The town was attractive enough that he wished he could take a couple of days to just sight-see. But that simply wasn’t possible.
The problem wasn’t that his host would grow impatient at his absence. Whether because of his cultural upbringing or simply his age, Fakhr-al-Din had very leisurely notions of the proper pace of political negotiations. The problem was a crude and simple one. As pleasant as his stay here was proving to be, Mike was still not happy at what he considered the emir’s lackadaisical, almost nonchalant, attitude toward security. The least he could do was not add to the problem by parading himself around the town in plain view.
He wasn’t worried that he’d be recognized. This was an age of woodcuts, not photographs. The likelihood that the inhabitants of a town in seventeenth century Europe–even in the USE, much less Italy–would recognize Mike from having seen a woodcut of him was miniscule.
But he wasn’t concerned about casual passers-by and inhabitants. The real risk came from spies who were following them, even if they were only guided by rumor.
“You worry too much,”the emir had told Mike, just the day before. That hadn’t been a reproof so much as a tease, since Fakhr-al-Din had been smiling when he said it. “Who would attack us here? And why?”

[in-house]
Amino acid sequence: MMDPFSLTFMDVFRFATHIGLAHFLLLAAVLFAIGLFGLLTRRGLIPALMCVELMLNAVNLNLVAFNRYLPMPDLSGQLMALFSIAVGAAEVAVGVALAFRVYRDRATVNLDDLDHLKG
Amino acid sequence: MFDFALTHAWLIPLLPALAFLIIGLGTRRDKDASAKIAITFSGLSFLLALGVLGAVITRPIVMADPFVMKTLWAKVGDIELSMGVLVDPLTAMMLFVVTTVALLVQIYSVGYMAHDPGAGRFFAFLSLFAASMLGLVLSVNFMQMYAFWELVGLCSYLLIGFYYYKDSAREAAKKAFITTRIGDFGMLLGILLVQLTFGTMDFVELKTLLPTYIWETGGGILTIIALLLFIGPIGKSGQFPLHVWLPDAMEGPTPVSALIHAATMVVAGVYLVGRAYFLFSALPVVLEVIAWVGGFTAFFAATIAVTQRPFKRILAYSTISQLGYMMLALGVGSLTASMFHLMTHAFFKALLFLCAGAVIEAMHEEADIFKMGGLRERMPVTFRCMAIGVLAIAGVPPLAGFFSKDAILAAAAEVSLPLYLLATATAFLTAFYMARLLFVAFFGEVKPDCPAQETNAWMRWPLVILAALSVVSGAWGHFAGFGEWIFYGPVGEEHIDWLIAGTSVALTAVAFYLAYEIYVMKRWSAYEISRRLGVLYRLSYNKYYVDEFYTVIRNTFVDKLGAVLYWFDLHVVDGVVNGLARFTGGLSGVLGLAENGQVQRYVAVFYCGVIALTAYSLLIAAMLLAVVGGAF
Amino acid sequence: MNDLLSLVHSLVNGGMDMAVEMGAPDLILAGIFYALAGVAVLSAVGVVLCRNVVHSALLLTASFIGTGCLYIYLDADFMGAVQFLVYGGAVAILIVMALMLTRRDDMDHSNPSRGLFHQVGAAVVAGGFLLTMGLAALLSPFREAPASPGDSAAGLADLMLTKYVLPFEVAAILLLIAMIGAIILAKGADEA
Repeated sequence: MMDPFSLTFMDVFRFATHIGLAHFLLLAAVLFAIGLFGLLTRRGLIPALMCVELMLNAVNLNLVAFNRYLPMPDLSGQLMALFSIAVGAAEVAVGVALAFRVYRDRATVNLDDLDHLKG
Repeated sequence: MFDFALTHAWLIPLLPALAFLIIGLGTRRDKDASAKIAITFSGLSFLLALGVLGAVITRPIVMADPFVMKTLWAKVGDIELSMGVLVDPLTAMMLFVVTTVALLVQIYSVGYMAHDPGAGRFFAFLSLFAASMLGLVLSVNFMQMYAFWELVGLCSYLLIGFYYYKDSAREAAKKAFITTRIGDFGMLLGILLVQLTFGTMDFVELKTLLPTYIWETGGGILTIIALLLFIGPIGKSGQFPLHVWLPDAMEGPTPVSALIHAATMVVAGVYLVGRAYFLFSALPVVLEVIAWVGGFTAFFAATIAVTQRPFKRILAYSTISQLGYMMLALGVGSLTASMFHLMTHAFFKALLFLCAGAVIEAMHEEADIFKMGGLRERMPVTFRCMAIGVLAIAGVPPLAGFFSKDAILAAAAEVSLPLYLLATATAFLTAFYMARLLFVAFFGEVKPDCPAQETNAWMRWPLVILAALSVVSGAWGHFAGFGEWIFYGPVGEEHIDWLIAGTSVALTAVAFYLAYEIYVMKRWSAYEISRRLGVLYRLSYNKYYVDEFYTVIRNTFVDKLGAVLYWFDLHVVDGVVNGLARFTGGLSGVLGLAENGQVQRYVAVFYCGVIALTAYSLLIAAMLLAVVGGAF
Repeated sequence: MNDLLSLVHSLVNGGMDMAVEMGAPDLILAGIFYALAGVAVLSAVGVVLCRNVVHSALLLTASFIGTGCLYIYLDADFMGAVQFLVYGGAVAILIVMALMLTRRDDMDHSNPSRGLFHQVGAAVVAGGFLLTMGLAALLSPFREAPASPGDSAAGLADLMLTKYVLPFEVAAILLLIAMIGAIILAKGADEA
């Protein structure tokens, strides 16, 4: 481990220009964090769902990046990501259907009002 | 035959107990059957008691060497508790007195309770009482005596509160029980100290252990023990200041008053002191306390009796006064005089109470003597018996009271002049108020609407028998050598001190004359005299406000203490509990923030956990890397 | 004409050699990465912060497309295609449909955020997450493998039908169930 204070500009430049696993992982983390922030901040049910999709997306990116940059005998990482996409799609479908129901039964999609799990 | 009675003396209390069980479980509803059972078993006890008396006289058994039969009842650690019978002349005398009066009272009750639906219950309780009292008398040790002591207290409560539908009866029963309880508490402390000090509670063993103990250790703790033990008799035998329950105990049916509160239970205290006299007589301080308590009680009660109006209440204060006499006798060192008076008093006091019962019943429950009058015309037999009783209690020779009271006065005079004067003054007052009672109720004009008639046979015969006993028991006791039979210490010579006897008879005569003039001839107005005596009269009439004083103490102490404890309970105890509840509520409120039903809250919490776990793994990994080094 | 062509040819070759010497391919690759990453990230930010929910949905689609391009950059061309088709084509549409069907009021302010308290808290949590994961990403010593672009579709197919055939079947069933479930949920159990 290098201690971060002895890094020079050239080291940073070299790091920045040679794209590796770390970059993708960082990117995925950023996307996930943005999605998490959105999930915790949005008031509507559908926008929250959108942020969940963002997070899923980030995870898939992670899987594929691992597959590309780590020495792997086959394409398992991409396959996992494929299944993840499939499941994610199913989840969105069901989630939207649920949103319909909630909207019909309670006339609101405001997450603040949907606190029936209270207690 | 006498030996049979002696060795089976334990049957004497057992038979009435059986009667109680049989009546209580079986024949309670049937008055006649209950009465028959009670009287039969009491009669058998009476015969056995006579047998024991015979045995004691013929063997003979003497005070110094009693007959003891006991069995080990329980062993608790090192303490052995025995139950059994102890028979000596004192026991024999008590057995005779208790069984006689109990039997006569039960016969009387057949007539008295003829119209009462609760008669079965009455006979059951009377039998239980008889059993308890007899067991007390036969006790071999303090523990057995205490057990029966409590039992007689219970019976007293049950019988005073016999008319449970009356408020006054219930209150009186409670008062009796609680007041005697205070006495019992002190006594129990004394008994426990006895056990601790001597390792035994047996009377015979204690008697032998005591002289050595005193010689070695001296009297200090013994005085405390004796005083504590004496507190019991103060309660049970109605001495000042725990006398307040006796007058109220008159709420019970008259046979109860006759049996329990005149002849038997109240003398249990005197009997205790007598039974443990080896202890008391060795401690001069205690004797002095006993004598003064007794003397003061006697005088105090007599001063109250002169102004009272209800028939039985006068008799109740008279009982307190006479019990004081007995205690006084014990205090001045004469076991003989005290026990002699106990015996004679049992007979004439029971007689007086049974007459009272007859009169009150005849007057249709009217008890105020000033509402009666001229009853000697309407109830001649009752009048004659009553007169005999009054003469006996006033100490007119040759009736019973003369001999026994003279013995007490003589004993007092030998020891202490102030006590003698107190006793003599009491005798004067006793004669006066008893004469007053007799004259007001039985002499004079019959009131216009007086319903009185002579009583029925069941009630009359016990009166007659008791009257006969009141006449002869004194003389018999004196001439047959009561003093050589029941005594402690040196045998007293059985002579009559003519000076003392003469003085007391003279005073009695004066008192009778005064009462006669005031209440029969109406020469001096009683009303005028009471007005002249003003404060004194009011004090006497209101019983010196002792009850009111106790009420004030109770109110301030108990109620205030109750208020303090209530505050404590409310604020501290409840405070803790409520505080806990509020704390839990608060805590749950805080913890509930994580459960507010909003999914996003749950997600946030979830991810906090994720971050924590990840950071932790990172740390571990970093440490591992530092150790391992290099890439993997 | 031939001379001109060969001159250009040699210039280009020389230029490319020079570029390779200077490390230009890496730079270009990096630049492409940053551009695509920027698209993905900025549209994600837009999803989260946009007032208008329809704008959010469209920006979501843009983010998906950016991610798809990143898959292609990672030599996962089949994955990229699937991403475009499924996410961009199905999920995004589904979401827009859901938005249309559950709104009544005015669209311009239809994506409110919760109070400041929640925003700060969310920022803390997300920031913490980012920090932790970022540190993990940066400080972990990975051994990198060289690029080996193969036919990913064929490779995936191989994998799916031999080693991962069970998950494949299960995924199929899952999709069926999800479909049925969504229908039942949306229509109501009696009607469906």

He’d waved his hand, as if brushing away an annoying but harmless insect. “The Ottomans? No, they’re accustomed to restive provinces. They made no attempt on me during my first exile in Italy. Why should they do it now?”
Because of the Ring of Fire, Mike was tempted to say. Everything is different now.
It was ironic, in a way. Mike’s usual criticism of the reaction of down-time rulers to the Ring of Fire was that they developed the delusion that they could use knowledge of the future–no, a future–to unerringly guide them in the present. What they failed to understand was that this present, the one created by the Ring of Fire, was a historical reality of its own. The future of another universe could serve as something of a guide, but only in the broadest possible sense. It was not a blueprint.
But that didn’t mean that the Ring of Fire had been irrelevant. No, it really had changed all of the world, especially its political affairs. This world’s rulers often raced about hysterically, thinking they could control the future. That belief was a delusion–but the hysteria was real and was a danger of its own.
Fakhr-al-Din came into the room and joined Mike at the window. “A beautiful day, isn’t it?”
“Yes, it is,” said Mike.
Magdeburg, capital of the United States of Europe
The first thing Rebecca did when she returned from Breslau was go to her home and make her way to her new daughter’s room.
Kathleen was awake, happily. Her wet-nurse, Sibylle, handed her to Rebecca as soon as she came into the room.
Rebecca cradled her infant and gazed down at her, with a big smile.
Kathleen stared up at her mother. Her mouth was open, as if she was trying to figure out a mystery.
She couldn’t speak, of course. She was only two months old. But Rebecca had no trouble interpreting her daughter’s expression.
Who are you?